MarsEarth

Old world wisdom, new world insight – poems, poetry, philosophy, dreams, commentary, ideas


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The Saddest Songs of Rock and Roll – #13

by Lawrence J. J. Leonard

Ever had a friend that was always putting themselves down? Remember the times we may have done the same thing to ourselves? It is never easy feeling inadequate. This is something we do to ourselves. If others try to tell us how we are wrong, it can make us feel powerless. If we tell ourselves we can’t make the grade, then we are just giving up true power over our own lives. Wanting to be the best we can be can involves being with others. It can get confusing if we think that someone else can make our lives better, just by being close to them.

The English alternative rock band Radiohead kicked off their career with this concept. Band members Colin Greenwood – bass guitar, Jonny Greenwood – guitar and keyboards, Ed O’Brien – guitar and backing vocals, Philip Selway – drums, and Thom Yorke – lead vocals, are all involved in songwriting. Colin has reported that Thom wrote their first hit song while a college student in the late 1980s. Supposedly the lyrics were inspired by a girl that Thom had a crush on. She showed up at one of the band’s early concerts and that was the spark. While in the studio for their first album, the band decided to perform the song for their producers. They were impressed and encouraged the bigwigs at EMI Records to release it as the group’s first single.

The band had some issues with their newfound fame beginning in 1993. Extending their tours in the US and the UK and playing the same songs over and over again.  The group complained that they felt like they were stuck. Being sad, depressed or melancholy is not an easy place to leave. Especially if our own bodies are causing us physical and mental pain.  It is so important to try… to try and get a handle on what we tell ourselves.  Is it true that our inside-the-head game is more important that what’s going on around us?

 

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The Saddest Songs of Rock and Roll – #18

by Lawrence J. J. Leonard  (WARNING: adult content)

Those of us who are older are familiar with the British phrase: ‘Keep a stiff upper lip.’ It supposedly is considered an encouragement. Its intention is: ‘We support you,’ or ‘Don’t lose heart,’ or ‘Keep on keeping on.’ More currently:  ‘Keep Calm and _(fill in the blank)_.’ As Human beings we must continue to encourage each other to get through dark times. We often face a lack of resources, bullies, bad governments, snakes in sheep’s clothing, liars, cheats, and swindlers. Most of these trials involve bad people. We are never the only person in the whole world who has to face down a bully.  It just feels like that. Parents who let their kids get bullied need to seek out TV and radio media and expose the lazy system their child is inside BEFORE someone is hurt or self injures. With all the noise generated by a modern world, it seems we are more and more responsible for encouraging ourselves. What if the bully is our own mind?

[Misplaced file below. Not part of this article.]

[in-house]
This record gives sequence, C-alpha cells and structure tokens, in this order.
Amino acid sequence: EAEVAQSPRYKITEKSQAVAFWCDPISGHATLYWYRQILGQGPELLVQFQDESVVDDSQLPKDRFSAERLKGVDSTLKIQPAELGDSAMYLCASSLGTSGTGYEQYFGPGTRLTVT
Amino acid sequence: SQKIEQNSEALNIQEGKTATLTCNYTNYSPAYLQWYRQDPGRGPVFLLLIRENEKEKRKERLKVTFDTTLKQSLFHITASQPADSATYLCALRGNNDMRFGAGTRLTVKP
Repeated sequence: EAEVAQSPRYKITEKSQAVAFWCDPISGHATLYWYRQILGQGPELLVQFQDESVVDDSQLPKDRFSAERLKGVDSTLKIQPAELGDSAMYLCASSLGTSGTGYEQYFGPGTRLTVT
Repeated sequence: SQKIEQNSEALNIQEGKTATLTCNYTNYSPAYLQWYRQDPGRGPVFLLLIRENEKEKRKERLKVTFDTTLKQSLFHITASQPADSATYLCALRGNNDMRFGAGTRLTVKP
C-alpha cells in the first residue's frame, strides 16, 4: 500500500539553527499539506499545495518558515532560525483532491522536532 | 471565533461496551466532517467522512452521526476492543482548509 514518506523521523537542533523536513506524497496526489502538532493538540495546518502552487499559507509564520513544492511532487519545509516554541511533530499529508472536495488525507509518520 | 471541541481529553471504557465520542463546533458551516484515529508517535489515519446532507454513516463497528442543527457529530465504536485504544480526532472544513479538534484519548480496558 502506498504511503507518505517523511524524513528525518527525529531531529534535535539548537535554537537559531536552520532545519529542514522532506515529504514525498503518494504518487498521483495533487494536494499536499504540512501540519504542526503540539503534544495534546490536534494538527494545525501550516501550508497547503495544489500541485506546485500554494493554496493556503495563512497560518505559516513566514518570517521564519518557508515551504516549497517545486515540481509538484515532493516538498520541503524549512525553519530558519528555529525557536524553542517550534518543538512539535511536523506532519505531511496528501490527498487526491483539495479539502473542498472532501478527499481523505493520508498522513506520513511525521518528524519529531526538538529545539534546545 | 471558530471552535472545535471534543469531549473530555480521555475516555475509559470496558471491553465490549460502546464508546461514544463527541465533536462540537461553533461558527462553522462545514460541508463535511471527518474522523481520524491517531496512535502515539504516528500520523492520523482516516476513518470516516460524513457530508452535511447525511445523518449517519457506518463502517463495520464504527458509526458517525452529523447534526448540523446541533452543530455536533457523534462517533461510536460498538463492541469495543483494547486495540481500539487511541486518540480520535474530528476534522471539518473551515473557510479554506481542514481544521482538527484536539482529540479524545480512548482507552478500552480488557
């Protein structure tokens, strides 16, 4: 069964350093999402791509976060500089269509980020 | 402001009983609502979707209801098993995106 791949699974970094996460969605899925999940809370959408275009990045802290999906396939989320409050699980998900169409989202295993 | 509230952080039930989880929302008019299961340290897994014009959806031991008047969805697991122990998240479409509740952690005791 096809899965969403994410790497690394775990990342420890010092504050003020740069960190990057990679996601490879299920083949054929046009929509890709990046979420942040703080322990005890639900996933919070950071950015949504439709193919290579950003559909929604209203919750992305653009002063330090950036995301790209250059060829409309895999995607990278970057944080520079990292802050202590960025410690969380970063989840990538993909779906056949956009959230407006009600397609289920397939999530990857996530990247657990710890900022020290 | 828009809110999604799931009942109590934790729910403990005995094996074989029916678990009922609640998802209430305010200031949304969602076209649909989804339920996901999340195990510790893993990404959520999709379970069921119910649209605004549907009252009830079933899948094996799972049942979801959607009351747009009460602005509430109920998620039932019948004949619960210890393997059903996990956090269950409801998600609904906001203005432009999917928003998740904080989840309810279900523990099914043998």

The British rock band Bring Me the Horizon appears to have taken on this task. Their success on four previous albums led them to their fifth studio effort “That’s The Spirit.” There are eleven tracks on this effort and eight of them were released as singles. Music critics have said BMTH’s musicality is in the vein of Linkin Park, with chorus stylings reminiscent of bands such as early Metallica, and also Avenged Sevenfold and Thirty Seconds to Mars. Oliver Sykes, Matt Nicholls, Lee Malia, Matt Kean, and Jordan Fish make up the band.  This membership, after Curtis Ward and Jona Weinhofen left during the formative years.

Lee once revealed to BBC Radio that the first track they worked on for the fifth album was inspired by the group Rage Against the Machine. He explained that the lyrics make light of a “sh++++” situation. More specifically they deal with depression. Oliver says that the song is the unofficial tile track of the album.

We often fall into the trap of repeating to ourselves the bad words we use to describe our own shortcomings. It doesn’t have to be this way. What if we took that power and used it to build ourselves up and help ourselves get better?

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The Saddest Songs of Rock and Roll – #25

by Lawrence J. J. Leonard

Sometimes we ask a question and hope anyone listening will give the answer. Other times we ask a rhetorical question because we know the answer, but a friend will answer it anyway. We tell them to ‘shut up’ and to go away, but we hope they really don’t.  We just cannot win at pushing away people who care about us. How ironic it is that we do that to them when someone we loved just pushed us away.

The Brothers Gibb: Barry, Robin (1949-2012) and Maurice (1949-2003) Gibb, AKA the Bee Gees music group, pose a question for the ages and put it to music. In the start of the new year in 1971 they were in London, England,  recording their seventh international album, “Trafalgar“. The Battle of Trafalgar was a British naval victory against the French and Spanish fleets in 1805. You would think the song themes of the album would be about glory and fame. Not so – many of the tracks deal with heartbreak and loneliness.

At the time, Maurice was going through some personal trials with heavy drinking and   accusations of extramarital affairs. He had been married to the highly popular Scottish singer Lulu. Since they both abused alcohol and partied too much their young marriage ended after only four years. Barry and Robin could see the decline happening to their brother. They expressed his pain and their helplessness in song. How bad does it have to get before we ask for help? Continue reading


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The Saddest Songs of Rock and Roll – #34